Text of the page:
The Heart Benefit of Berries
The sweet strawberry, the perfect bite-sized blueberry, the luscious raspberry-these palate-pleasing fruits are bursting with flavor. And something more: They contain anthocyanin-a potential heart-protecting chemical. It could be the reason why eating berries may be good for your heart, even helping to prevent a heart attack.
Like other fruit, berries are packed with valuable nutrients, such as vitamin C and fiber. Such nutrients help prevent chronic diseases like cancer and heart disease. Zoom in for a closer look, though. You'll also find micronutrients called phytochemicals.
Phytochemicals are compounds that plants produce naturally. And there are lots of them. You may have heard of a few-beta carotene, folic acid, lycopene. Scientists have only recently started to study phytochemicals and their possible health effects.
Anthocyanin is one type of phytochemical; it's a member of the flavonoid group. It gives berries their vibrant red or blue hue. You can also find it in other similarly colored produce, such as eggplant, black currants, grapes, and red cabbage.
Scientists analyzing anthocyanin and other flavonoids have noted an interesting link between these chemicals and better heart health. One study found that eating foods rich in anthocyanin was associated with a lower risk for high blood pressure. The effect was strongest among people younger than age 60.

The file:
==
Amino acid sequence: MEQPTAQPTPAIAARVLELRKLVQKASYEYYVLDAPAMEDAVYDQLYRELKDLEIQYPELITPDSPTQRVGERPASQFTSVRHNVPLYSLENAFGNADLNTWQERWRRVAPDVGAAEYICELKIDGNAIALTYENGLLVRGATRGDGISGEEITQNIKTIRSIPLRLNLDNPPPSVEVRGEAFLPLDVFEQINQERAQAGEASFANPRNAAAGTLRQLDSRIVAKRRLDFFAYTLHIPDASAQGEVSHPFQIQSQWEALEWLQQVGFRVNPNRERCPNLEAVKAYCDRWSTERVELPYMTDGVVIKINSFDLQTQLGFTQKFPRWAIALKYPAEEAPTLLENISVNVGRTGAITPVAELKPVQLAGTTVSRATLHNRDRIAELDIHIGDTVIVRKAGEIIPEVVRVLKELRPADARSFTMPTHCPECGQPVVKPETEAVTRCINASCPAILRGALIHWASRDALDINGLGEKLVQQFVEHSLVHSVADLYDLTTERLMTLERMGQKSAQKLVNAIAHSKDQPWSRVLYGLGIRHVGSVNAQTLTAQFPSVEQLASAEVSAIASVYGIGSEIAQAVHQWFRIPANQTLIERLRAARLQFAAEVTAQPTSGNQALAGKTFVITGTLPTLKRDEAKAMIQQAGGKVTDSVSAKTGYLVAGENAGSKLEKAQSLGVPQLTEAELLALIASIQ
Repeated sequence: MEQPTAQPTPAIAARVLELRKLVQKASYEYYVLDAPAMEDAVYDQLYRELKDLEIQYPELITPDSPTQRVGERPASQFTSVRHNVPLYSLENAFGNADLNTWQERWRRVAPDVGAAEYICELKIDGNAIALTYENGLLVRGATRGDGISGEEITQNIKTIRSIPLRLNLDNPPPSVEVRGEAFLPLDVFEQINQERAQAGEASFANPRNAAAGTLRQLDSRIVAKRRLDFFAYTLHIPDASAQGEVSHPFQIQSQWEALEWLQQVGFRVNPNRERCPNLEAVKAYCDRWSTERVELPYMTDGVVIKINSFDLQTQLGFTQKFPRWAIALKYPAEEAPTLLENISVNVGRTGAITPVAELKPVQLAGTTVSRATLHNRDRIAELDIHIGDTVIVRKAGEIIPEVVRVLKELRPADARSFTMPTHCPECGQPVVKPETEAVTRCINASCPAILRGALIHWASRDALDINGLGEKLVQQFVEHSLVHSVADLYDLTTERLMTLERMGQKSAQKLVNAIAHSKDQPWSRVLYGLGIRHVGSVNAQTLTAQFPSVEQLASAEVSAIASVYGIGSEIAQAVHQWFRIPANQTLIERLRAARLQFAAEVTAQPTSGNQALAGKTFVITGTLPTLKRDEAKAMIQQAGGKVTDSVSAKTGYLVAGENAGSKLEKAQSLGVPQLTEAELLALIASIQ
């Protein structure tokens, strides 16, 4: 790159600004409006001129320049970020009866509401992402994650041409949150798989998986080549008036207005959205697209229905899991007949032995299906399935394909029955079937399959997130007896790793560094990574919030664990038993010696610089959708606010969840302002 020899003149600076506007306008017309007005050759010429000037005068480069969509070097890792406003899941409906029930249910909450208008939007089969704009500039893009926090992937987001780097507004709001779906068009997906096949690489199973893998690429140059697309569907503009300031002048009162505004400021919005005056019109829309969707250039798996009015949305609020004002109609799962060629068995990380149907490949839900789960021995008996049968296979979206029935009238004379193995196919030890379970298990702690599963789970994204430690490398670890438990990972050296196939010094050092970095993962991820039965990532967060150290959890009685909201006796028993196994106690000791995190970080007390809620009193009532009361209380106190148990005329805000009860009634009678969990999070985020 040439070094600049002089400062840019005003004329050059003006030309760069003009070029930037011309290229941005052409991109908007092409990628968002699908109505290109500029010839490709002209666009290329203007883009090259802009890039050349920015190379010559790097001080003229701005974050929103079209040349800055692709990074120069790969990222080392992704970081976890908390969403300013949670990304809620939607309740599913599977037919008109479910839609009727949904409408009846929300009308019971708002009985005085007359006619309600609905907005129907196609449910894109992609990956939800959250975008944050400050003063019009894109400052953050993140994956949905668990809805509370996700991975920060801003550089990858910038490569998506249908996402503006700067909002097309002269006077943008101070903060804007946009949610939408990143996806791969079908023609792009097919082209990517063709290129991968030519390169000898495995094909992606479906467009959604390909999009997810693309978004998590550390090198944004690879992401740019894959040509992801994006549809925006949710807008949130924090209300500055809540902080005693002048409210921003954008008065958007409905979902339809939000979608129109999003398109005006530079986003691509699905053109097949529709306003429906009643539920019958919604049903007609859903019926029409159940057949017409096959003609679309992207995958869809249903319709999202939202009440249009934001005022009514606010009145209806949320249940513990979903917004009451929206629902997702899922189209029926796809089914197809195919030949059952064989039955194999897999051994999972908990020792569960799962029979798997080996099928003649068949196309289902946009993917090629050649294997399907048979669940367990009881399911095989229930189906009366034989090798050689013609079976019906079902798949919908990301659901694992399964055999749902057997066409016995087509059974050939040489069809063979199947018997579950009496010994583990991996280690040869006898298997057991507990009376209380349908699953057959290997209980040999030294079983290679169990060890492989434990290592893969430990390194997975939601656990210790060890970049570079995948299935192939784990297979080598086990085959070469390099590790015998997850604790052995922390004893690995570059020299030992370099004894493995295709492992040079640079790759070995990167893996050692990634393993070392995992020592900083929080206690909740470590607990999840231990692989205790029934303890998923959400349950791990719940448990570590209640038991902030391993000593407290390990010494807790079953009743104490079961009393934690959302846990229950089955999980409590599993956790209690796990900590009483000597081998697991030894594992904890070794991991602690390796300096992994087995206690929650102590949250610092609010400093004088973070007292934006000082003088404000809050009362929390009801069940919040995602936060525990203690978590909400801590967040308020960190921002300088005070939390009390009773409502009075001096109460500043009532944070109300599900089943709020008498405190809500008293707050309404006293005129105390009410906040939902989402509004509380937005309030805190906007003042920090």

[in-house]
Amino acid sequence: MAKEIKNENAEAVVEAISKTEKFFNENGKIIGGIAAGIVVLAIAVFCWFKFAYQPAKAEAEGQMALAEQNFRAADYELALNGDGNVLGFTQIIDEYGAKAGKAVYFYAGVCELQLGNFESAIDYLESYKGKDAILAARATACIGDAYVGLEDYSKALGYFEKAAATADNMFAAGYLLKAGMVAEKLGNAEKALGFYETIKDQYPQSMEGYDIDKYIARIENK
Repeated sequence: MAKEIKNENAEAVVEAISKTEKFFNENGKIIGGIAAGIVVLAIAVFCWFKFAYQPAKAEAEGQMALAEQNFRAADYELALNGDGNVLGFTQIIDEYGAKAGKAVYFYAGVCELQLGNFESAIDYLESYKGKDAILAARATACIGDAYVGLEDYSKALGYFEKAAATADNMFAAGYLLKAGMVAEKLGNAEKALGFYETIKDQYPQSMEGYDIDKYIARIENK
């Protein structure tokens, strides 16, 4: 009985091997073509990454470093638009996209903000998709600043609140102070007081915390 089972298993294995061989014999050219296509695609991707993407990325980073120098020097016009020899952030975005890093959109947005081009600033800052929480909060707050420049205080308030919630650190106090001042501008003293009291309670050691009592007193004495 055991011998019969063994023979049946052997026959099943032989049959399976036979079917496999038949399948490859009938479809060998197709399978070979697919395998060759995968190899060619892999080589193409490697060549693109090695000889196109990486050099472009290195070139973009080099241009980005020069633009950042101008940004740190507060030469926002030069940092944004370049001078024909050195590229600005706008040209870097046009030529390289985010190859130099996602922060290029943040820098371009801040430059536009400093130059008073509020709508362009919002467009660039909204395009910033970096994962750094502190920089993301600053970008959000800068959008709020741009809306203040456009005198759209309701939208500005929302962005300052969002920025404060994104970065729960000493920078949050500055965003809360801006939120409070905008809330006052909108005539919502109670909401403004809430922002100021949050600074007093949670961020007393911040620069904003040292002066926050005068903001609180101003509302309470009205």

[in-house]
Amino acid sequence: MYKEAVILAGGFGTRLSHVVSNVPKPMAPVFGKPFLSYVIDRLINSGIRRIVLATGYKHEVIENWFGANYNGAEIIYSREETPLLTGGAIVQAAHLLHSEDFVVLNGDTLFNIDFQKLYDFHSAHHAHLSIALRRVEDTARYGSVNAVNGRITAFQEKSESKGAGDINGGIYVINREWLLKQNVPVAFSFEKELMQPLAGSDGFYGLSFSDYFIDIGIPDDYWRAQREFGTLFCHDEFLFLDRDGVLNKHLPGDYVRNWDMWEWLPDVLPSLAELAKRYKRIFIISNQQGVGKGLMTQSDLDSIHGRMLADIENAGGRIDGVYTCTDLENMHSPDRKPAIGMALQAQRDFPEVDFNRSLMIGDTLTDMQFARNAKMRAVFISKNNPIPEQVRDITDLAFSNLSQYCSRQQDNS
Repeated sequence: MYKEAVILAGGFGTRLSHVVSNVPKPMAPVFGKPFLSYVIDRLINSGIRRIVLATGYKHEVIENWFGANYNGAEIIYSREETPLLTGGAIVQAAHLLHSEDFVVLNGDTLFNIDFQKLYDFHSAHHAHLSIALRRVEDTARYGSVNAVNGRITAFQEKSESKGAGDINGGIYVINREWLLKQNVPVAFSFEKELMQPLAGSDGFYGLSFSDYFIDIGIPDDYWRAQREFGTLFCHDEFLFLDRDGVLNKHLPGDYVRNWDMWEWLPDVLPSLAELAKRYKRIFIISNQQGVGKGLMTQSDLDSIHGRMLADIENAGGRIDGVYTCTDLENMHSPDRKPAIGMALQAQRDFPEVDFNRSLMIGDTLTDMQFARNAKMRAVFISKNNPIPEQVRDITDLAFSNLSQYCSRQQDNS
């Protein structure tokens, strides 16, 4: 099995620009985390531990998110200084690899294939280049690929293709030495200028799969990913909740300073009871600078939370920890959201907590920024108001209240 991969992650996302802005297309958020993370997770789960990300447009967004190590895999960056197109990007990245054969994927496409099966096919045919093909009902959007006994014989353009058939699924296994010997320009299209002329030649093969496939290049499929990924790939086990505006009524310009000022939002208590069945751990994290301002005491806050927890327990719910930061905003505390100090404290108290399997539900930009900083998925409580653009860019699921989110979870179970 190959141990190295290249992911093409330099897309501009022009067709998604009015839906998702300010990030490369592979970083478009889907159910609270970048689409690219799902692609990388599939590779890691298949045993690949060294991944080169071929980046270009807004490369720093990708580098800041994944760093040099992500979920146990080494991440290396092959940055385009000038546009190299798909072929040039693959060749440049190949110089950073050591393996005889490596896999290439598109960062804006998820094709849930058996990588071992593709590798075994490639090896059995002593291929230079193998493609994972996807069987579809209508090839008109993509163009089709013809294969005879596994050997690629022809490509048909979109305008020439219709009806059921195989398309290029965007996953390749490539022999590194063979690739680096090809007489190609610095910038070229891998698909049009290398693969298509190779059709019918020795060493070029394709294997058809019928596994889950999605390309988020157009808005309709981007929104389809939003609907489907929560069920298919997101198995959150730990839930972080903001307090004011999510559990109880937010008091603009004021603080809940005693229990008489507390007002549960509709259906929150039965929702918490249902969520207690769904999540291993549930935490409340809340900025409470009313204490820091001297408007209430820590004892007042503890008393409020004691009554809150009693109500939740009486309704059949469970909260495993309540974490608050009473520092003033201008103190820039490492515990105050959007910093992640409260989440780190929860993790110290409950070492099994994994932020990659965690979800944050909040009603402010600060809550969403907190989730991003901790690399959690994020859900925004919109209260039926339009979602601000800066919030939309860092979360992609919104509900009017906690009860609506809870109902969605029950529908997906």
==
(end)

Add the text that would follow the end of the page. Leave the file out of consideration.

The latest evidence suggests anthocyanin may also help prevent heart attacks. A study in the journal Circulation looked at the food survey data of more than 93,000 women over an 18-year period. Researchers found that women who ate the most foods filled with anthocyanin-namely, strawberries and blueberries-were 32 percent less likely to suffer a heart attack.
How does anthocyanin possess such power? Scientists suspect it may work as an antioxidant. That is, it flushes the body of free radicals-harmful substances that have been singled out as possible promoters of disease. Another theory: The chemical may reduce inflammation in the body, a process linked to heart disease.
Always talk with your health care provider to find out more information.